For Bookscape, though, the optimal continues to increase and reaches 50% when the tax
rate is 50%.

(b) Pre-Tax Returns on the Firm (in Cash Flow Terms):
The most significant determinant of the optimal debt ratio is a firm™s earnings
capacity. In fact, the operating income as a percentage of the market value of the firm
(debt plus equity) is usually good indicator of the optimal debt ratio. When this number is
high (low), the optimal debt ratio will also be high (low). A firm with higher pre-tax
earnings can sustain much more debt as a proportion of the market value of the firm,
since debt payments can be met much more easily from prevailing earnings. Disney, for
example, has operating income of $2,805 million, which is 4.02 % of the market value of


the firm of $69,769 million in the base case, and an optimal debt ratio of 30%. Doubling
this to 8.04% will increase the optimal debt ratio to 50%.

(c) Variance in Operating Income
The variance in operating income enters the base case analysis in two ways. First,
it plays a role in determining the current beta: firms with high (low) variance in operating
income have high (low) betas. Second, the volatility in operating income can be one of
the factors determining bond ratings at different levels of debt: ratings drop off much
more dramatically for higher variance firms as debt levels are increased. It follows that
firms with higher (lower) variance in operating income will have lower (higher) optimal
debt ratios. The variance in operating income also plays a role in the constrained analysis,
since higher variance firms are much more likely to register significant drops in operating
income. Consequently, the decision to increase debt should be made much more
cautiously for these firms.

Macro-economic Factors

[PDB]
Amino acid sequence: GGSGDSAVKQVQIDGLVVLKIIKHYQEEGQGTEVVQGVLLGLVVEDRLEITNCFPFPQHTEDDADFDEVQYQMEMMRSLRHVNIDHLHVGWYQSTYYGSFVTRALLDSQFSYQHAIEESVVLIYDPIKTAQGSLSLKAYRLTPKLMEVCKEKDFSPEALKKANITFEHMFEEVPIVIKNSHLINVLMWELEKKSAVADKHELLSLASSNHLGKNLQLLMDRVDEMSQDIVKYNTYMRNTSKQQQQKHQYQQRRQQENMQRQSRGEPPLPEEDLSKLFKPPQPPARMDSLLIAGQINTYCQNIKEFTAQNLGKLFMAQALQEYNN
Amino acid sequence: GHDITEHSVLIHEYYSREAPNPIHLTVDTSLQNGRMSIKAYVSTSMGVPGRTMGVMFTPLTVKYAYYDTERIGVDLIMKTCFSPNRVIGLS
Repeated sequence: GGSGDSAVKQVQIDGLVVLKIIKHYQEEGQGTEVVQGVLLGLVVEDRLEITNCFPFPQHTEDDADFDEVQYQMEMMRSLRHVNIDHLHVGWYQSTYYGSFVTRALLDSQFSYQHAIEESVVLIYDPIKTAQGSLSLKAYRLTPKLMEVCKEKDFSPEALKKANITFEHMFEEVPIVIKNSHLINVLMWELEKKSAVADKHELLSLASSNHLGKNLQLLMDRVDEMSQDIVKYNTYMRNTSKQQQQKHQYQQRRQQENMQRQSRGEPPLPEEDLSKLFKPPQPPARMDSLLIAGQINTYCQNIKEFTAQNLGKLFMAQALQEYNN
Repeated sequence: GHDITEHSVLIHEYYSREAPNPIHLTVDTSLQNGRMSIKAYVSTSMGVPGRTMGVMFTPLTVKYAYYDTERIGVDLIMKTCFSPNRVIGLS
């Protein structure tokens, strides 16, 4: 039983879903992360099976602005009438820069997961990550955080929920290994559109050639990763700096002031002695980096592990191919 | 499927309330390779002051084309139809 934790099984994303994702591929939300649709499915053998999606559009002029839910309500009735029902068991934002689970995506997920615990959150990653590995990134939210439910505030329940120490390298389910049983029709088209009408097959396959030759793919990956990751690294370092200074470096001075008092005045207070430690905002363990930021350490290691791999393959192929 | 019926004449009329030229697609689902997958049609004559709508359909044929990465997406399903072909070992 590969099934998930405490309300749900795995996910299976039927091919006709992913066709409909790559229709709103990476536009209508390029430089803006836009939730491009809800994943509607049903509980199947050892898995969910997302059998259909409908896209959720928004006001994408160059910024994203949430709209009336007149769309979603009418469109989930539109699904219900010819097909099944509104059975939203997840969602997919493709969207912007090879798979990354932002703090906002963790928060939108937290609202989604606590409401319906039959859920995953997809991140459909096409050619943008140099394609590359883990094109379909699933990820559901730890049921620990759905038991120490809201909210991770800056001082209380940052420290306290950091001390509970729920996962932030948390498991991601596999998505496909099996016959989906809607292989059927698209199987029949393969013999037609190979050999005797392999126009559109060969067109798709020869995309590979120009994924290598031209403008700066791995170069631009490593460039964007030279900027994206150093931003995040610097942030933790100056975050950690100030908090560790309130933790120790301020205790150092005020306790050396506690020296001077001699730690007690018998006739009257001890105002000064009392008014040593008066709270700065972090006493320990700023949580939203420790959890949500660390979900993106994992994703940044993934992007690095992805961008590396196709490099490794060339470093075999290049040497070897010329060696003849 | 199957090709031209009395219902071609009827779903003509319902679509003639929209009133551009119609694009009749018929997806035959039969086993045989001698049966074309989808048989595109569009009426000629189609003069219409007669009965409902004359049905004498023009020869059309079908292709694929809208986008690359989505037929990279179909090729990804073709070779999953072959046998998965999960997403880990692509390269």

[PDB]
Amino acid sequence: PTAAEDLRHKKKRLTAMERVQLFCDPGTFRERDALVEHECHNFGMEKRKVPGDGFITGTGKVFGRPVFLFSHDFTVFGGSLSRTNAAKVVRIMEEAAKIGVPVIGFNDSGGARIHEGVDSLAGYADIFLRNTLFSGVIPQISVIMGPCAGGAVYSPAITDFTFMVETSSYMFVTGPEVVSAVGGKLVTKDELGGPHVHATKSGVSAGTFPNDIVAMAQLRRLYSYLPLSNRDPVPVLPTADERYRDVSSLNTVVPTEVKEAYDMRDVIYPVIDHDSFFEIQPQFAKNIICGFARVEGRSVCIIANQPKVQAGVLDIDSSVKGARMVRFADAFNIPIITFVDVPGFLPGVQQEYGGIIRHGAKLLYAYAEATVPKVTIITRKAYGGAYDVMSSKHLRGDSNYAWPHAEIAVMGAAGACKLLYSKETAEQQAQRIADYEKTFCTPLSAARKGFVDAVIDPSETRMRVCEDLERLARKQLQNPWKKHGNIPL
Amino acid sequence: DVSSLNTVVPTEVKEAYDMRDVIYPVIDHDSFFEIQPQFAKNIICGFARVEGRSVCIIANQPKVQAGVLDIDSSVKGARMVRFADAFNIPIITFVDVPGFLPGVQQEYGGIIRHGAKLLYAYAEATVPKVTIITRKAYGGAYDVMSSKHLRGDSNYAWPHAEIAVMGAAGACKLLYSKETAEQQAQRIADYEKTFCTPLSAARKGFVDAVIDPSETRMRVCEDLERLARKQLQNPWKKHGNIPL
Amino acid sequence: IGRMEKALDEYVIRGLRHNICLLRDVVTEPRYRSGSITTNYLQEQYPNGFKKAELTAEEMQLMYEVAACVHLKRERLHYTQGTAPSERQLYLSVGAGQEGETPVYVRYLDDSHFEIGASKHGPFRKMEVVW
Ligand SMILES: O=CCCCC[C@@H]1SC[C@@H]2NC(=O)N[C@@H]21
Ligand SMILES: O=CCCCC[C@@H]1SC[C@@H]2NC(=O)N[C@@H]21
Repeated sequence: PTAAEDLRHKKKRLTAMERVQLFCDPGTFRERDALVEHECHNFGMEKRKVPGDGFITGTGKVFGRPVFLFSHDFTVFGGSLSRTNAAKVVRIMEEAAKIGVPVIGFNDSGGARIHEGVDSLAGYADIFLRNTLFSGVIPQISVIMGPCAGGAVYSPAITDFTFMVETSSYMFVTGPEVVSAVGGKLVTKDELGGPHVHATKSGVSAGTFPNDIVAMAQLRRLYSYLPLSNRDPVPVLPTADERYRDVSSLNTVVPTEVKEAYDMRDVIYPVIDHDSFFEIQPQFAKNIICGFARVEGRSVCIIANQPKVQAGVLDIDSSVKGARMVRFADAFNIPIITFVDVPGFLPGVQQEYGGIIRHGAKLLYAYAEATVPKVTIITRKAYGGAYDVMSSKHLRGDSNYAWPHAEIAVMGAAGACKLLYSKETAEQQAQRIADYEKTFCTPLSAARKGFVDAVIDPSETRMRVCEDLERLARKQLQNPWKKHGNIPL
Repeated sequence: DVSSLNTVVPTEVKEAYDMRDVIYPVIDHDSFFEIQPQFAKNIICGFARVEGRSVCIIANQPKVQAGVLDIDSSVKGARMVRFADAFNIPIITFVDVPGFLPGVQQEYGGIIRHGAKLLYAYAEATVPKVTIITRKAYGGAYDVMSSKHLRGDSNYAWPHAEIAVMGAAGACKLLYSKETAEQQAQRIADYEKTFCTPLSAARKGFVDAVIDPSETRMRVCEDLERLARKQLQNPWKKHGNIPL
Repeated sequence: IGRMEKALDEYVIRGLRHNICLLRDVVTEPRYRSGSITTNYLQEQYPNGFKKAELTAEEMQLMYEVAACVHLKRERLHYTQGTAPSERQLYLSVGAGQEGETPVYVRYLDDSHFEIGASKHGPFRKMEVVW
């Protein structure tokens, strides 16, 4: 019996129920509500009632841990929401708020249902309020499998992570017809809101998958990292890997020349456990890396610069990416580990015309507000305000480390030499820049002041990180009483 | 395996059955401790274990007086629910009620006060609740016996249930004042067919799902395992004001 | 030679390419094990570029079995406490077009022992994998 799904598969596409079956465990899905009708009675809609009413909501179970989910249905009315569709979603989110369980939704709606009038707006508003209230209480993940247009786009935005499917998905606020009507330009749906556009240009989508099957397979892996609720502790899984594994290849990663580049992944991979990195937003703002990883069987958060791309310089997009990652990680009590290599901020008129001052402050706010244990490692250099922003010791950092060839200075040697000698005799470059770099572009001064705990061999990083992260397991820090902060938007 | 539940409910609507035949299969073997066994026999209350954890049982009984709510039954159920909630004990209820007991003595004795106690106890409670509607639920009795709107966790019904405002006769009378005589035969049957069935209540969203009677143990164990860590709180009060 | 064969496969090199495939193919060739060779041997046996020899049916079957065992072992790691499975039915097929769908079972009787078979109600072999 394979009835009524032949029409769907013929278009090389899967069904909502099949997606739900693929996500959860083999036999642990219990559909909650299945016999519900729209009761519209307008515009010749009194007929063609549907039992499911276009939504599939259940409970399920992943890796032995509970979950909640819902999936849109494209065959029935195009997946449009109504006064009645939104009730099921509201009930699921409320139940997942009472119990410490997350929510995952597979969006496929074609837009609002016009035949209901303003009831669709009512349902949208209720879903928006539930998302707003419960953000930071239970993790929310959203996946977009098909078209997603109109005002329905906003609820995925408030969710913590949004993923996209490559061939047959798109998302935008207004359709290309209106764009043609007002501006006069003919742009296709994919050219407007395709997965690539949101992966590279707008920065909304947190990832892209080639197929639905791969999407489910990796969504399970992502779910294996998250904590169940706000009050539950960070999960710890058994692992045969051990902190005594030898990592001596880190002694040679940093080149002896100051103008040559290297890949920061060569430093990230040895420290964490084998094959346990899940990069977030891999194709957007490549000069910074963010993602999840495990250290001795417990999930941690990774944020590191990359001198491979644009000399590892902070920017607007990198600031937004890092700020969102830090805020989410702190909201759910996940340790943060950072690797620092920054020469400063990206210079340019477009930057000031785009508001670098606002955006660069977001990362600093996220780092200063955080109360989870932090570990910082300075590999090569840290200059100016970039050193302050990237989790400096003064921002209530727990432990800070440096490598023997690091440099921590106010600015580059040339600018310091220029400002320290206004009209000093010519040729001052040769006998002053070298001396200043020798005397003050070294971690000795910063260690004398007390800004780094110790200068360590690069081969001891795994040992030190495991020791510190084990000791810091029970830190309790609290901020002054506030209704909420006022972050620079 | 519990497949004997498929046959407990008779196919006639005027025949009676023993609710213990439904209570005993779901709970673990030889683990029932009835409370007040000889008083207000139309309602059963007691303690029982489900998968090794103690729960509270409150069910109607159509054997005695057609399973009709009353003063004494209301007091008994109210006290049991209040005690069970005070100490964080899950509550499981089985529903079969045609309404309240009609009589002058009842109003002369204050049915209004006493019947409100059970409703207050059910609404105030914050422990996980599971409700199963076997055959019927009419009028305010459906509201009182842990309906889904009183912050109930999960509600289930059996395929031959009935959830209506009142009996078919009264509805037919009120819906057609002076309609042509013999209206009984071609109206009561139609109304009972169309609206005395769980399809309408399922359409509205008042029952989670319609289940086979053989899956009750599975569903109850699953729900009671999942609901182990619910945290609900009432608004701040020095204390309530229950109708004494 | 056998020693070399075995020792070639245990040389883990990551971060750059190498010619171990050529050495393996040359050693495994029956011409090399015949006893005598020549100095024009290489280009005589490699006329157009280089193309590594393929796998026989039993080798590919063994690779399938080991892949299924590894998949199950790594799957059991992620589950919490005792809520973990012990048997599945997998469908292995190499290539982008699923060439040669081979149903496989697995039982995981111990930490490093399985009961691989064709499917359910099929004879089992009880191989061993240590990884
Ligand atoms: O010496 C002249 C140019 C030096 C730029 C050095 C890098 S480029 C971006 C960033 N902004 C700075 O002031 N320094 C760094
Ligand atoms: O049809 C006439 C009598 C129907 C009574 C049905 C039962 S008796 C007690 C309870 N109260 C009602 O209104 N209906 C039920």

Should macroeconomic conditions affect optimal debt ratios? Obviously. In good
economic times, firms will generate higher earnings and be able to service more debt. In
recessions, earnings will decline and with it the capacity to service debt. That is why
prudent firms borrow based upon normalized earnings rather than current earnings.
Holding operating income constant, macroeconomic variables can still affect optimal
debt ratios. In fact, both the level of riskfree rate and the magnitude of default spreads can
affect optimal debt ratios.

(a) Level of Rates
As interest rates decline, the conventional wisdom is that debt should become cheaper
and more attractive for firms. While this may seem intuitive, the effect is muted by the
fact that lower interest rates also reduce the cost of equity. In fact, changing the riskfree
rate has a surprisingly small effect on the optimal debt ratio, as long as interest rates


move within a normal range.22 When interest rates exceed normal levels, optimal debt
ratios do decline partly because we keep operating income fixed. The higher interest
payments at every debt ratio reduce bond ratings and affect the capacity of firms to
borrow more.

(b) Default Spreads
The default spreads for different ratings classes tend to increase during recessions
and decrease during recoveries. Keeping other things constant, as the spreads increase
(decrease) optimal debt ratios decrease (increase), for the simple reason that higher
spreads penalize firms which borrow more money and have lower ratings. In fact, the
default spreads on corporate bonds between 1992 and 2000, leading to higher optimal
debt ratios for all firms. In 2001 and 2002, as the economy slowed, default spreads
widened again, leading to lower optimal debt ratios.

There is a dataset on the web that summarizes operating margins and returns on